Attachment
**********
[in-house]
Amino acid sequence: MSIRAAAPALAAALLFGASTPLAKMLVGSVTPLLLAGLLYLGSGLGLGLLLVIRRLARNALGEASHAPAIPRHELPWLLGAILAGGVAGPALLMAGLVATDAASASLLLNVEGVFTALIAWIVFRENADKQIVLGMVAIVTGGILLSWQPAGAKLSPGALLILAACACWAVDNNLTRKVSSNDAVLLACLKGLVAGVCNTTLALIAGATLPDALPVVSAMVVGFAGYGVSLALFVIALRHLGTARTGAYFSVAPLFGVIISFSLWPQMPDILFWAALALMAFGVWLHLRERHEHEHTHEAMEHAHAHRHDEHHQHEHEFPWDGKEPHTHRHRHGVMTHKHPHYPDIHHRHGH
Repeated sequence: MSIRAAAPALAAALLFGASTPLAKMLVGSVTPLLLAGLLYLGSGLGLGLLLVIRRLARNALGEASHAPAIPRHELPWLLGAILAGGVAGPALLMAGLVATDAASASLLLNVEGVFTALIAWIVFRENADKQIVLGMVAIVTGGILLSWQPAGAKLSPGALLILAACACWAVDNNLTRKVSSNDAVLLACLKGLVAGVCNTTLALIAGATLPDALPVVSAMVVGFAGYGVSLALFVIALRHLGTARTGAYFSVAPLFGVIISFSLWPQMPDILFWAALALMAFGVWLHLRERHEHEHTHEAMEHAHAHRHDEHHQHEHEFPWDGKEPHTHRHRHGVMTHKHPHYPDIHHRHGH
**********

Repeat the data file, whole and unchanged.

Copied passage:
[in-house]
Amino acid sequence: MSIRAAAPALAAALLFGASTPLAKMLVGSVTPLLLAGLLYLGSGLGLGLLLVIRRLARNALGEASHAPAIPRHELPWLLGAILAGGVAGPALLMAGLVATDAASASLLLNVEGVFTALIAWIVFRENADKQIVLGMVAIVTGGILLSWQPAGAKLSPGALLILAACACWAVDNNLTRKVSSNDAVLLACLKGLVAGVCNTTLALIAGATLPDALPVVSAMVVGFAGYGVSLALFVIALRHLGTARTGAYFSVAPLFGVIISFSLWPQMPDILFWAALALMAFGVWLHLRERHEHEHTHEAMEHAHAHRHDEHHQHEHEFPWDGKEPHTHRHRHGVMTHKHPHYPDIHHRHGH
Repeated sequence: MSIRAAAPALAAALLFGASTPLAKMLVGSVTPLLLAGLLYLGSGLGLGLLLVIRRLARNALGEASHAPAIPRHELPWLLGAILAGGVAGPALLMAGLVATDAASASLLLNVEGVFTALIAWIVFRENADKQIVLGMVAIVTGGILLSWQPAGAKLSPGALLILAACACWAVDNNLTRKVSSNDAVLLACLKGLVAGVCNTTLALIAGATLPDALPVVSAMVVGFAGYGVSLALFVIALRHLGTARTGAYFSVAPLFGVIISFSLWPQMPDILFWAALALMAFGVWLHLRERHEHEHTHEAMEHAHAHRHDEHHQHEHEFPWDGKEPHTHRHRHGVMTHKHPHYPDIHHRHGH